The Friends of Hanley Library was founded in 1990 to strengthen relations between the community and Pitt-Bradford’s Hanley Library. The Friends also acquaint area residents with what the library has to offer by sponsoring cultural and educational programs, usually related to books and their authors.
Babysitter: One evening's pay, plus a small gift from your child
Letter carriers: U.S. government regulations permit carriers to accept gifts worth up to $20 per occasion, not cash
For more, go HERE
Radio announcers (including news people) will gladly accept money or food.
“This ceremony will serve as a remembrance of hospice patients who were in BRMC’s hospice program and for anyone who would like to remember a loved one,” says Stacy Williams, director of Annual Giving and Volunteer Services.
“The names of those who passed away in the past two years under the care of the hospice program by BRMC’s McKean County VNA & Hospice will be read during the service,” she explains. “But anyone who has had a family member or friend pass on is welcome to attend this memorial service.”
Those attending can have the name of a loved one placed on a decorative dove that will be hung on a “Peace Tree” during the service, Mrs. Williams says.
The 30-minute service will be led by Pastors Lynn Gatz and Max Miller, BRMC’s hospice spiritual counselors, with a special reading by Rev. Lee Beckes.
After the named doves are hung, the tree’s lights will be lit and a reception will follow, she notes.
Superior Court Judge John Cleland will administer the oath of office in a private ceremony for family and staff members.
Scarnati is assuming the office following the November 12 death of Catherine Baker Knoll.
Scarnati will also keep his senate seat.
Pennsylvania Game Commission Wildlife Conservation Officer Michael D. Wojtecki recently filed four Game and Wildlife Code charges against Michael James Renzi, 31, and Maurice Allen Page, 28, both of Erie, for a poaching incident on Nov. 5. All charges were filed in District Judge Christopher MacKendrick’s office in Erie.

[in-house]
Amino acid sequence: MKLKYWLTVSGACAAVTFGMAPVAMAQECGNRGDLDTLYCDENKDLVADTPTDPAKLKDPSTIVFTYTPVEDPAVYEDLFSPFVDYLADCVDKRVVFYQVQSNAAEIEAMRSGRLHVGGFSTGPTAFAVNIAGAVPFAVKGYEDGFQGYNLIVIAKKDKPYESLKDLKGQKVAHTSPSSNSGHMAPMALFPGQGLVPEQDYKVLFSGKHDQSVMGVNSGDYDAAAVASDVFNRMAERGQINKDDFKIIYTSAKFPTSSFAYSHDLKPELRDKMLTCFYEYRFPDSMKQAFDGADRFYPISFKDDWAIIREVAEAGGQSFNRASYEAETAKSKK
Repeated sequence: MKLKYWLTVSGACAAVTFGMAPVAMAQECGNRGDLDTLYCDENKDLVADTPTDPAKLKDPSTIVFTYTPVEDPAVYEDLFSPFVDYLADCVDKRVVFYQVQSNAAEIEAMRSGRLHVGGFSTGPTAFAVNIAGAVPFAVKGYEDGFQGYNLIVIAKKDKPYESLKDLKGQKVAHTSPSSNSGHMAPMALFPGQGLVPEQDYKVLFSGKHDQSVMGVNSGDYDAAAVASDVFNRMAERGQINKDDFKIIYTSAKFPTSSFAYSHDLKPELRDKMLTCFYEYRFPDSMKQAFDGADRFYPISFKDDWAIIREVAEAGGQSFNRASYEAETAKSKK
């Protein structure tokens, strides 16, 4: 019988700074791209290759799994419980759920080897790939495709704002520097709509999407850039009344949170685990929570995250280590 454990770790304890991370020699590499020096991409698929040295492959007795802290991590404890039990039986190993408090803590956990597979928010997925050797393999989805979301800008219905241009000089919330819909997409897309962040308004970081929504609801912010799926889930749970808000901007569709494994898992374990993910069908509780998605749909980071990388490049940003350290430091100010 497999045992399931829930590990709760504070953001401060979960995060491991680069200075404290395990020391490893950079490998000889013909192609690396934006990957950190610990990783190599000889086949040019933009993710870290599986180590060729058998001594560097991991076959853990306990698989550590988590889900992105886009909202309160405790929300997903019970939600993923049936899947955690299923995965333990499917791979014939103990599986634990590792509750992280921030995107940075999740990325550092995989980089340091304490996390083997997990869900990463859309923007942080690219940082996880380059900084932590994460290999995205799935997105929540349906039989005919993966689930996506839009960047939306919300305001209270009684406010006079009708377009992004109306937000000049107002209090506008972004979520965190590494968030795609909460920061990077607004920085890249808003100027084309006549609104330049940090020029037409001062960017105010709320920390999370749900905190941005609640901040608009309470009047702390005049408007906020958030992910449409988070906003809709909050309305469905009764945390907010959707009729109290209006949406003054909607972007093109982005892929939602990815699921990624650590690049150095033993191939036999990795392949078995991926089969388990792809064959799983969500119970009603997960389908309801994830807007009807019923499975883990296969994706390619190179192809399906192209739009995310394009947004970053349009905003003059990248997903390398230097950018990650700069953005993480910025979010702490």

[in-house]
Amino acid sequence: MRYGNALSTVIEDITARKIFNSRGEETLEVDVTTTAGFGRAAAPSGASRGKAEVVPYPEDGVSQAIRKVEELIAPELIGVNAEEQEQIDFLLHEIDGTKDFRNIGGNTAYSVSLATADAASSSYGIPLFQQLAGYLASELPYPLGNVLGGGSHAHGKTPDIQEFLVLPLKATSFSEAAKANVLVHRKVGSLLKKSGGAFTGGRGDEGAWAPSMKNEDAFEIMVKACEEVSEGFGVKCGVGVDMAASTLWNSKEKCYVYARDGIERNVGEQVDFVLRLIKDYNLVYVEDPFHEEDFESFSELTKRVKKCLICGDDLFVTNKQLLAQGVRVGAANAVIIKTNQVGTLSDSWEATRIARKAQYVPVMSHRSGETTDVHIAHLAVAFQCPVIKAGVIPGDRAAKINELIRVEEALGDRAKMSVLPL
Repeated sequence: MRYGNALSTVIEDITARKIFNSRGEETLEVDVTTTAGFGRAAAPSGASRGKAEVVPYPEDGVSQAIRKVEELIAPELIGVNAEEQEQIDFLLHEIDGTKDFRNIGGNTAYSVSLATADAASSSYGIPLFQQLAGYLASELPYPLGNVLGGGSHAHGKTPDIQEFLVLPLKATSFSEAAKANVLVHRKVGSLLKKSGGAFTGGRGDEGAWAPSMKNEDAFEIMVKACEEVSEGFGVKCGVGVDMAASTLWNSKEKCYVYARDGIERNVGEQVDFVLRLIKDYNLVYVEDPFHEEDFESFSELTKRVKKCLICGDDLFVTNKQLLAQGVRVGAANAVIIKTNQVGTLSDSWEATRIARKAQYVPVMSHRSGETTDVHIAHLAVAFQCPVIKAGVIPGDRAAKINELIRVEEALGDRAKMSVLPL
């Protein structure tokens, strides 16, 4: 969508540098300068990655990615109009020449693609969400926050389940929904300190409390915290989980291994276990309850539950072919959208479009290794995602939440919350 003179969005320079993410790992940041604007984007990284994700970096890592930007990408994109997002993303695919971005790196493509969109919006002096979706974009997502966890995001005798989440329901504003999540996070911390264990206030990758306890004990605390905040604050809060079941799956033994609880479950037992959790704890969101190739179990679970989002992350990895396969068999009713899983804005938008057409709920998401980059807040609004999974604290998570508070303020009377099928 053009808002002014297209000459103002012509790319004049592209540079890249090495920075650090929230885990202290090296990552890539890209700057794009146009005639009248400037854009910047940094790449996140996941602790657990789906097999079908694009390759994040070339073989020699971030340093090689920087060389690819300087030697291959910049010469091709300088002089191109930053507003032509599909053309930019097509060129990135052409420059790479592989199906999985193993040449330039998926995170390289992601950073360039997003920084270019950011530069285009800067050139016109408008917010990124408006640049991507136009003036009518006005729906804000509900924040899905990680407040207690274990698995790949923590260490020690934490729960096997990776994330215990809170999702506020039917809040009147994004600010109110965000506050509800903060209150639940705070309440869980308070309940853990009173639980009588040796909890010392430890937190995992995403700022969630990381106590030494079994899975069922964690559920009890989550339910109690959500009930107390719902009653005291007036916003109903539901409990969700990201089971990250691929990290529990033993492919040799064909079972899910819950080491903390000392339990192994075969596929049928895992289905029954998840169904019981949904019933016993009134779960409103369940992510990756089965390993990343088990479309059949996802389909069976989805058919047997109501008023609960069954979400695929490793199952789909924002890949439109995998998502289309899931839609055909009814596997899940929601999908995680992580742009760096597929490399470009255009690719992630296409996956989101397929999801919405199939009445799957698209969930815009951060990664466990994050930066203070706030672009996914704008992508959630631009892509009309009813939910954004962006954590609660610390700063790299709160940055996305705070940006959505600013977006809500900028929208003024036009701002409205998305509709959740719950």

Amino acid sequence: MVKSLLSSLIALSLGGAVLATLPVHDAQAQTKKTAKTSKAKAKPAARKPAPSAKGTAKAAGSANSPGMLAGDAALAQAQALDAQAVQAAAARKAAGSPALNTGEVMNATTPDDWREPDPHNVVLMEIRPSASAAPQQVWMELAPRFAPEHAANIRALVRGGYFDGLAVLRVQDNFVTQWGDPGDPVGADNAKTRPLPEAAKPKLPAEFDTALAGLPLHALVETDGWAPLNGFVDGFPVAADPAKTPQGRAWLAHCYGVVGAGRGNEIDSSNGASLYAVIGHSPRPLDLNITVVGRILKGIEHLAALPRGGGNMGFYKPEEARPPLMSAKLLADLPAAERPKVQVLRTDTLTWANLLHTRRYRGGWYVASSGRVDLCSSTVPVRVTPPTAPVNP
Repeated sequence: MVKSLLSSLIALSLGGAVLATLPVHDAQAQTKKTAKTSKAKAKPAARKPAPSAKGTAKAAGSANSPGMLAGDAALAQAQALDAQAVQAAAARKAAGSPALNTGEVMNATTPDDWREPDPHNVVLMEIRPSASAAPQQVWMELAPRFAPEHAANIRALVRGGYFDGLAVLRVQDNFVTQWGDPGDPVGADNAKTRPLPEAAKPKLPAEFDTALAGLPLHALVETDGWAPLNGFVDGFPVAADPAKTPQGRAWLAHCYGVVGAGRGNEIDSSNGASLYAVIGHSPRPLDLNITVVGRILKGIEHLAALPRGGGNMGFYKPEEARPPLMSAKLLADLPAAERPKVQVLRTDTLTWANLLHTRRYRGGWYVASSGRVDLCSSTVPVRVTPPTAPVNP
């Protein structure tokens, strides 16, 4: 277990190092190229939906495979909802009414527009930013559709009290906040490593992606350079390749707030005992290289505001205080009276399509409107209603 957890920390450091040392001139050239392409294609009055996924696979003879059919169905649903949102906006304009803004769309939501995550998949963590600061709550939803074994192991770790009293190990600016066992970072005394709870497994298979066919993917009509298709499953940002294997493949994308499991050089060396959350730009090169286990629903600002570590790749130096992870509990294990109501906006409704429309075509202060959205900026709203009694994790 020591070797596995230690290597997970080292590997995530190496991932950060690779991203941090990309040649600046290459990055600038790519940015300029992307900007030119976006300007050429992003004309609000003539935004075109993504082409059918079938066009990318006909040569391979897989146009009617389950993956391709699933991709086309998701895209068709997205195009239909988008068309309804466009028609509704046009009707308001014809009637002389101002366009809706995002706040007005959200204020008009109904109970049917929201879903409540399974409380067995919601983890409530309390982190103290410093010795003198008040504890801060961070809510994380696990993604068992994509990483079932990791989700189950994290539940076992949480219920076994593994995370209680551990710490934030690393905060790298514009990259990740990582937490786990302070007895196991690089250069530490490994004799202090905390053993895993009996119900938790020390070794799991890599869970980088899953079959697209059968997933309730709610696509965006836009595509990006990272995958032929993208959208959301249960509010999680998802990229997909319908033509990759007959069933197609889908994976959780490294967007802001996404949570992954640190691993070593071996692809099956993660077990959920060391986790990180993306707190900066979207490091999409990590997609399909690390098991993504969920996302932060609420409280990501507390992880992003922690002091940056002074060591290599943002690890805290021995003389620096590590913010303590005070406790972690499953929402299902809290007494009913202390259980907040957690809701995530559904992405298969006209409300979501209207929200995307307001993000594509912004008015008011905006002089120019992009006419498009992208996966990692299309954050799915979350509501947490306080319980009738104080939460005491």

Renzi and Page were each charged with one count of unlawful taking or possession of game or wildlife, which carries a fine up to $800 each, plus court cost. Renzi and Page also were each charged with one count of restrictions on recreational spotlighting, which carries a fine up to $200 each, plus court cost.
The charges stem for an incident that occurred on Nov. 5, in Conneaut Township on Finley and Old Albion roads. The two suspects were apprehended at 12:30 am on Old Albion Road with a Remington .30-06 and a spotlight in Renzi’s Ford pick up. They had shot a large eight-point buck, with heavy antlers, long tines and a spread of 19.5 inches. The buck’s antlers rough-scored about 140 using Boone and Crocket scoring system, and would have been a trophy of a life-time for any sportsman.
“This investigation was possible through the help of a concerned resident, whose son has been hunting for this deer during the archery season and was following all of the laws and regulations as any ethical hunter would,” Wojtecki said.
Earlier, on Oct.29, WCO Wojtecki said that David Christopher Lavery, 31, also of Erie, was found guilty by District Judge MacKendrick for two Game and Wildlife Code violations.
Wojtecki cited Lavery for unlawful taking or possession of game or wildlife and unlawful acts concerning licenses. Judge MacKendrick fined Lavery $525, plus $104 in court costs.
Charges against Lavery were the result of his attempting to hunt deer on Oct. 3, at 5:30 p.m., which was one day before the legal archery season opened. Lavery was in an elevated tree stand with a bow and hunting arrows. He was dressed in full camouflage clothing.
Additionally, Lavery could not produce a valid hunting license at the time of the field inspection in a wooded area off Glosky Road in Conneaut Township.